Derik Whittaker



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Deciding as Late as Possible
What does the phrase ‘Deciding as Late as Possible’ mean in reference to software development? Does it mean that you don’t have to make decisions? Does it mean that you can procrastinate until some point in the future to make a decision? No, it means that you defer making critical or risky decisions until the very last moment. There are many different reasons why this approach can be successful, as well as there are many different reasons why individuals are afraid to take this approach.

‘Deciding as Late as Possible’ means that you don’t make a decision about fine details until the details are needed. On person that I work with refers to this as ‘Just In Time Requirements’, which if done right can lead to much better, less risky decisions being made.

What happens if you make the decisions early?

  1. You may miss a key aspect of the problem because you focused on the fine details too early.

    What do I mean? If you attempt to drill down to the fine details too quickly you could make the mistake of overlooking the obvious at the expense of finding the not-so-obvious?

  2. You may over complicate the situation by trying to look at every known aspect of the problem.

    What do I mean? As we know, Agile advocates solving today’s business problems today, and leave tomorrows problems for tomorrow? We will know better in the future what we really need and creating simple code now will allow for the code to be easier extended later.

  3. You may expend a lot of unneeded energy up front trying to solve the problem before you know the full extent of the problem, or until you have explored alternative solutions.

    What do I mean? As developers we tend to want to solve problems as they occur, which may not be when they need to be solved. This leads to waste, and does not deliver customer value.

What happens if make the decision late?

  1. You can come up with the simplest solution to meet your current need.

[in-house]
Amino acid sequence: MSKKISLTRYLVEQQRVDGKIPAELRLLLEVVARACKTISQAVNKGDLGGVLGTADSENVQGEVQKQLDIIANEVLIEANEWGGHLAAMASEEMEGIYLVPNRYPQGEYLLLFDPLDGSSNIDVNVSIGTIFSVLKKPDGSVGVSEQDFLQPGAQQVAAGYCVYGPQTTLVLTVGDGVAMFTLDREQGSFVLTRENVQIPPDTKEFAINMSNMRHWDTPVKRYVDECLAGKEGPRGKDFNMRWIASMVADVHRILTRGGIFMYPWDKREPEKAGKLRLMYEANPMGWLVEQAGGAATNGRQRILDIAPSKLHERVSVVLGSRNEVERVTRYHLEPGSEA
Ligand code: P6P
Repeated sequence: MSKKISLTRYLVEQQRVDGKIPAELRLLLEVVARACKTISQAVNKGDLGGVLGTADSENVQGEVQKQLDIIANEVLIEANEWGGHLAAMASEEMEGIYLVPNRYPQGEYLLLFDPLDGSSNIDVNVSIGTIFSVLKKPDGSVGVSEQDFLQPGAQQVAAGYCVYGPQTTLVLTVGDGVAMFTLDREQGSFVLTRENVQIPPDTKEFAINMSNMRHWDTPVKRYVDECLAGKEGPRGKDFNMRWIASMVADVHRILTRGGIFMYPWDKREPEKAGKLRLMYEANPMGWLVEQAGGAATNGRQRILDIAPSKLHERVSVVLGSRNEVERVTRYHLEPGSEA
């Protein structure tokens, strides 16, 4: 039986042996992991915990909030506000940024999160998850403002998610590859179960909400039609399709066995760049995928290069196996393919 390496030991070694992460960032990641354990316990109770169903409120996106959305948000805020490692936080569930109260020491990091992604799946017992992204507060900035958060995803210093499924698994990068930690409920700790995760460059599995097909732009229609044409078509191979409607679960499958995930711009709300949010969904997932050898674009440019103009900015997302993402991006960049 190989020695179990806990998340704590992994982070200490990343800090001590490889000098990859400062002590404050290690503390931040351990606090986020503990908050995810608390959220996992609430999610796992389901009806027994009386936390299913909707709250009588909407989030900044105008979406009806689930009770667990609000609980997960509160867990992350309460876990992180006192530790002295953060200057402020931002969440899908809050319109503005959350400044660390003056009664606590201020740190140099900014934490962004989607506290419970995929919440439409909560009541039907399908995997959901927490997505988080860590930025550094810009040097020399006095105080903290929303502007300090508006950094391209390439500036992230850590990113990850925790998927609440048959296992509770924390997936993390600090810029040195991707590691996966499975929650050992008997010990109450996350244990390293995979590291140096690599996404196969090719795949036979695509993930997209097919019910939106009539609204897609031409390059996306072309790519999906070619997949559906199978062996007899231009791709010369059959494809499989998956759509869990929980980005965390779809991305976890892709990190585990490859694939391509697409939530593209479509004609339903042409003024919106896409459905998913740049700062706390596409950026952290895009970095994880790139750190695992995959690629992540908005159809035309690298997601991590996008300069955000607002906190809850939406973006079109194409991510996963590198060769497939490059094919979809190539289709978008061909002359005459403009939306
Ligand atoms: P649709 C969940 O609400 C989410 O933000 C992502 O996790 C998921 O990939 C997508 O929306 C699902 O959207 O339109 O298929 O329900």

What do I mean? By only trying to solve the problem at hand, and not all possible scenarios, the developer can write simpler code, which leads to more extendable, refactorable code. This also tends to avoid adding extra features ‘just-in-case’ they are needed, and only the features you know you will need.

  2. You have time to explore other alternative solutions at a high level and make the best/most informed decision as possible.

    What do I mean? As we know, software development is not an exact science. There are many ways to solve any problem. All of them may be correct, but some may be better than others. If we avoid drilling down to the fine detail early, we can explore more solutions at a high level and choose the solution that works best for that particular situation.

  3. You can mitigate risks by not the wrong decision too early.

    What do I mean? If you attempt to dive down to the fine level too early, you may head down the wrong road too quickly. If you are attempting to make a critical decision without all the facts you can force yourself into a corner and not be able to get out.

Finally, readily changed decisions can be made and changed, so if you make one too early, though it's inefficient, it's not big trouble. Decisions with a large cost of change are exactly the ones that should be deferred as long as possible but no longer.

Please let me know what you think

Posted 09-27-2006 6:35 AM by Derik Whittaker
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AlanAJ wrote re: Deciding as Late as Possible
on 04-11-2007 11:27 AM

I call this "Just-in-Time Requirement Specification".  I'm very particular that there be no s at the end of Requirement, since each requirement should be treated individually.

It's such a simple and effective discipline.  If you know how detailed each requirement needs to be now and by when more detail will be required, you are in control of the requirements and, in all probability, the project.  If not, not!

You don't mention the biggest advantage...  The sooner you start, the sooner you'll be finished.

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